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Local artist will have comic published this fall

Elaine Will was just 17 when she had what she called "a nervous breakdown". She didn't sleep for a week. It was her last year of high school and she worried endlessly about getting good grades and going to a great university.
Elaine Will with her graphic novel Look Straight Ahead. The semi-autobiographical story will be available in October.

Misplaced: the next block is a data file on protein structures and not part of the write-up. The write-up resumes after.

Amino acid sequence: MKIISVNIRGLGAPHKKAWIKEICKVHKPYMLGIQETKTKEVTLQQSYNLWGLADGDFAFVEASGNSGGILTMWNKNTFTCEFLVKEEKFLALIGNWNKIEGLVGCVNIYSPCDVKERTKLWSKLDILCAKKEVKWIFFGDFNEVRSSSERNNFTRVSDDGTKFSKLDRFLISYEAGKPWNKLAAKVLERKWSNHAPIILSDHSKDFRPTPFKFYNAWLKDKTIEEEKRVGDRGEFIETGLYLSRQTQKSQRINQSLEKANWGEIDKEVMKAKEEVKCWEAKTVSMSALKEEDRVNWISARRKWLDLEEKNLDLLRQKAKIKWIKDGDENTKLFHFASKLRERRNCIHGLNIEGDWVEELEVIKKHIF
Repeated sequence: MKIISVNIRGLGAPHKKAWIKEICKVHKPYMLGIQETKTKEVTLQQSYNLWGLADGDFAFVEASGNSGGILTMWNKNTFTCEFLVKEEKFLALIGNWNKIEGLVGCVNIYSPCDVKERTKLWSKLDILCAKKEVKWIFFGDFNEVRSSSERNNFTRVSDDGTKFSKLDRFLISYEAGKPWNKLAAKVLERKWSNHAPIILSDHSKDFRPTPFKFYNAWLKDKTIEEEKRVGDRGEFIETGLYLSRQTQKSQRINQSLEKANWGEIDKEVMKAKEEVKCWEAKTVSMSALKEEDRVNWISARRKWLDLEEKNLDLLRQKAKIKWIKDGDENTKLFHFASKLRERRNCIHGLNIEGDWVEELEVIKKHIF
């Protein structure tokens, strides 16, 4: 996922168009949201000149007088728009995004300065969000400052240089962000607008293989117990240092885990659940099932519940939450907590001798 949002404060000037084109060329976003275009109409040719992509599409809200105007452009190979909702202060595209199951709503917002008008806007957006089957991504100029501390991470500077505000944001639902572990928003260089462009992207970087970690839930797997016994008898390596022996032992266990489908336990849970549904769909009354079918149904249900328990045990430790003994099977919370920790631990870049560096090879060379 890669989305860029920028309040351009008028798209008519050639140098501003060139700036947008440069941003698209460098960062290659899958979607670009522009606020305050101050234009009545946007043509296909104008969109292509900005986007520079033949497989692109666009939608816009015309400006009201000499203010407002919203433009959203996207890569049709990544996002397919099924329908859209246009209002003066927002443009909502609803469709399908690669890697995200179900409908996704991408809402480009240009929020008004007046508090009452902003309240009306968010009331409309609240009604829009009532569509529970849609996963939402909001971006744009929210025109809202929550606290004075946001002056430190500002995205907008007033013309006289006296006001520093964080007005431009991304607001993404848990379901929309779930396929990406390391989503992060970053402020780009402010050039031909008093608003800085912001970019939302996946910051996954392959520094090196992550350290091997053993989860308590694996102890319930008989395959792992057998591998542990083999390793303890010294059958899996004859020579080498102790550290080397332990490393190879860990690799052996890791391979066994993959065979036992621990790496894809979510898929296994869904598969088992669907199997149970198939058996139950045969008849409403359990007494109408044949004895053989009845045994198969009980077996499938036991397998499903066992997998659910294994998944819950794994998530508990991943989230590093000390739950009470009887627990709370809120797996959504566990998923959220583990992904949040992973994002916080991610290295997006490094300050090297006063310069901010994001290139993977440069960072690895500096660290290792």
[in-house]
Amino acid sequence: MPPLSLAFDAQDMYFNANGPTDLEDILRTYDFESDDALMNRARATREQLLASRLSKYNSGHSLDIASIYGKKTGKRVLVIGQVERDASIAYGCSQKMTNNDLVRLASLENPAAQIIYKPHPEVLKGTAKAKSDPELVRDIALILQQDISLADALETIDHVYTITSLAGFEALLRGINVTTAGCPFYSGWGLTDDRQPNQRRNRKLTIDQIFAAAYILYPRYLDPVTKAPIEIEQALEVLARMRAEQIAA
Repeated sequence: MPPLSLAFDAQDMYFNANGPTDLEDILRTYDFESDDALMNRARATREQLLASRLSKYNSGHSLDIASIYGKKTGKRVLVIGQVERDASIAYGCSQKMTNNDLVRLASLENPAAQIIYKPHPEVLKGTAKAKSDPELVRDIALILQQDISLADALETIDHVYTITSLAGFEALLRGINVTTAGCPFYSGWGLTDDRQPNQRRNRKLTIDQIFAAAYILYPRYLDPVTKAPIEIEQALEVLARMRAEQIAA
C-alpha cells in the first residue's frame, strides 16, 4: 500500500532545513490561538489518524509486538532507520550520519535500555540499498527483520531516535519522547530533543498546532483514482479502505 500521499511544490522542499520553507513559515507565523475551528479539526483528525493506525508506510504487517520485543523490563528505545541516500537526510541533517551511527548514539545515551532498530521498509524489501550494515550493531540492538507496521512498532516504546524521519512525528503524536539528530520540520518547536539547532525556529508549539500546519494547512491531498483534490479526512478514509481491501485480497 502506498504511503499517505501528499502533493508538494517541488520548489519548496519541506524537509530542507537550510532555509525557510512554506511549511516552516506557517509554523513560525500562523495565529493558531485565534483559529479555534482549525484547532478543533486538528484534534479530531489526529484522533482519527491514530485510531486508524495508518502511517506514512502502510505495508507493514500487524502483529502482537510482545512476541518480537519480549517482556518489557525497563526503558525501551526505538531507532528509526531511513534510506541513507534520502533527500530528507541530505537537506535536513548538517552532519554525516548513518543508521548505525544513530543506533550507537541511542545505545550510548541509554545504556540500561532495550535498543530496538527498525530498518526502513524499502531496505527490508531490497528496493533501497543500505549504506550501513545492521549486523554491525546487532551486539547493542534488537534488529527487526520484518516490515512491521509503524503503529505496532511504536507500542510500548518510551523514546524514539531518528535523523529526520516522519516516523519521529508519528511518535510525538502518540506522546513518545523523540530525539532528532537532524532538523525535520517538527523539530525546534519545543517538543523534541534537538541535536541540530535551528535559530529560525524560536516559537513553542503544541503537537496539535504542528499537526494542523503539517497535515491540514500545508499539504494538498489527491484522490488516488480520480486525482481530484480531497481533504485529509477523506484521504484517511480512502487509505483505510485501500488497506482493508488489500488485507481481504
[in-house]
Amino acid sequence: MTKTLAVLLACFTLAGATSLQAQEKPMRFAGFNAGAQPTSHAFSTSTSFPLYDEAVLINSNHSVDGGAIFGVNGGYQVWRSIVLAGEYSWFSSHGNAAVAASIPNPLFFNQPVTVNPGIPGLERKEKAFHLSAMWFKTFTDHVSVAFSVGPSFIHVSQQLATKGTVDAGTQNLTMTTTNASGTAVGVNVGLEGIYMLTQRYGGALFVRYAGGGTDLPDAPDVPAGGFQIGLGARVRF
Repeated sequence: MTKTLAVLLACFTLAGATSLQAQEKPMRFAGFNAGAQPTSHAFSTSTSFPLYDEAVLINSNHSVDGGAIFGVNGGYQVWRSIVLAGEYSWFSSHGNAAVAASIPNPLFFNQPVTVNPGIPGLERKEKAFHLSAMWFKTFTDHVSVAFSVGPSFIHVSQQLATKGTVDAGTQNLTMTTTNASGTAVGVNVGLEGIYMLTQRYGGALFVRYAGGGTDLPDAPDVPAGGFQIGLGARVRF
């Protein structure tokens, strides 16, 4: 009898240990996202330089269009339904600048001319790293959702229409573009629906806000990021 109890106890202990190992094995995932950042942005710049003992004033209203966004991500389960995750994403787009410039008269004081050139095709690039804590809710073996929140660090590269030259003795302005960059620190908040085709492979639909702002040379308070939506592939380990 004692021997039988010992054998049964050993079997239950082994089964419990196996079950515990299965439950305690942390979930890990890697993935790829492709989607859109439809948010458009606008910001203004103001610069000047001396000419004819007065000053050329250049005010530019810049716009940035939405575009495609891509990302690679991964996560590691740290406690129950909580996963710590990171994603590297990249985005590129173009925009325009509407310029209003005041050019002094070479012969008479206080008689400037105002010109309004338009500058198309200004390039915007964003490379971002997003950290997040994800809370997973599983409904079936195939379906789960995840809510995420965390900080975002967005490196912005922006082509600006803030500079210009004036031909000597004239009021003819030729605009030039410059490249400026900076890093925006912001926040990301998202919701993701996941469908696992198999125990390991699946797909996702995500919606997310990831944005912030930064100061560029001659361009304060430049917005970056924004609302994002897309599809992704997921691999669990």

Elaine Will was just 17 when she had what she called "a nervous breakdown". She didn't sleep for a week. It was her last year of high school and she worried endlessly about getting good grades and going to a great university. She also had to deal with bullying at school."I basically went nuts," she recalled, "went insane."Then something interesting happened. Instead of wandering around the house like a zombie, Will was charged with a sense of manic creativity the likes of which she'd never experienced before. That creative burst came to a crashing end when she was prescribed medication. However, it was during those first sleepless nights that Will came up with the idea that became Look Straight Ahead, her graphic novel that is set to be released in October, a full decade after her week of insomnia. "It was simultaneously the scariest and most fascinating thing that has ever happened to me, and I thought it would make really great material for a story," Will said.The 27-year-old, who moved to Humboldt when she was three, began her career in comics as a serial plagiarist. As a seven-year-old she would draw copies of her favourite comics, but none made a bigger impression than Sonic the Hedgehog. "I read it in the mall while I was waiting for my mom to finish grocery shopping," she remembered, "and I never wanted it to end. When it ended I was like 'I want to do comics for the rest of my life.'"Sitting at her parent's kitchen table, Will brings out a stack of brightly coloured comics. They spill out of their manila file folders, Sonic and Teenage Mutant Ninja Turtles and even some of her own creations, of which she is a bit embarrassed. "Please don't print those, they're horrible," she said. Will was more eager to talk about Look Straight Ahead, which tells the story of a young man trapped by depression and the drugs he uses to treat it. The cover art shows the main character, Jeremy Knowles, trapped inside of a prescription bottle. Scattered around the bottle, so close but out of reach, are the tools of an artist - pencils and note pads.A 17-year-old artist struggling with bullying, depression and the deadening effects of medication? If that sounds familiar, it closely mirrors Will's own experience. She called the book autobiographical, but admitted it needed a touch of fiction to put it over the top.After three-and-a-half years of writing, rewriting, drawing and redrawing, Look Straight Ahead was done. In the world of publishing, finishing the book is, at best, half the battle.Will's hopes were buoyed by a $5,000 grant from the Xeric Foundation, a non-profit founded by Teenage Mutant Ninja Turtles co-creator Peter Laird to provide comic book authors with the opportunity to self-publish. Another $6,000 from the Saskatchewan Arts Board and over 1200 copies of Look Straight Ahead were published in Saskatoon. Now there was the question of how to get the books out of boxes and into stores. Will fired off an email to Alternative Comics, a distributor based out of California. She was shocked when Alternative quickly agreed to a distribution deal."Her book was something different. She was doing comics in an interesting way," said Marc Arsenault, general manager of Alternative, in a phone interview from California. "I couldn't think of many other comics similar to it." With a distribution deal in place and a future home for those 1200 books, Will was free to focus on promoting Look Straight Ahead. That meant a recent trip to the Toronto Comic Arts Festival, where she once again got a hand from Alternative Comics (they gave her a seat at their table). The Toronto experience was great for Will, but it was at a convention in Seattle where the power of her work hit home."There was a woman who came up to me and she was in tears the entire time," Will said. "She said, 'Thank you so much for doing this comic. It couldn't have come along at a better time for me because I'm going through a really bad bout of depression.'"That sort of testimonial has Arsenault hoping to work with Will again in the future - "we try to have long relationships with our authors," he said - but nothing is guaranteed. Will is currently working on several projects and hopes to break away from her history of dark themes and maybe write a comic for kids, seven-year-olds that are just like she once was. Unfortunately, writing fun and light children's comics isn't what Will is all about, at least not now."I've figured out what it is I do," she said. "I make stuff that is scary and beautiful at the same time."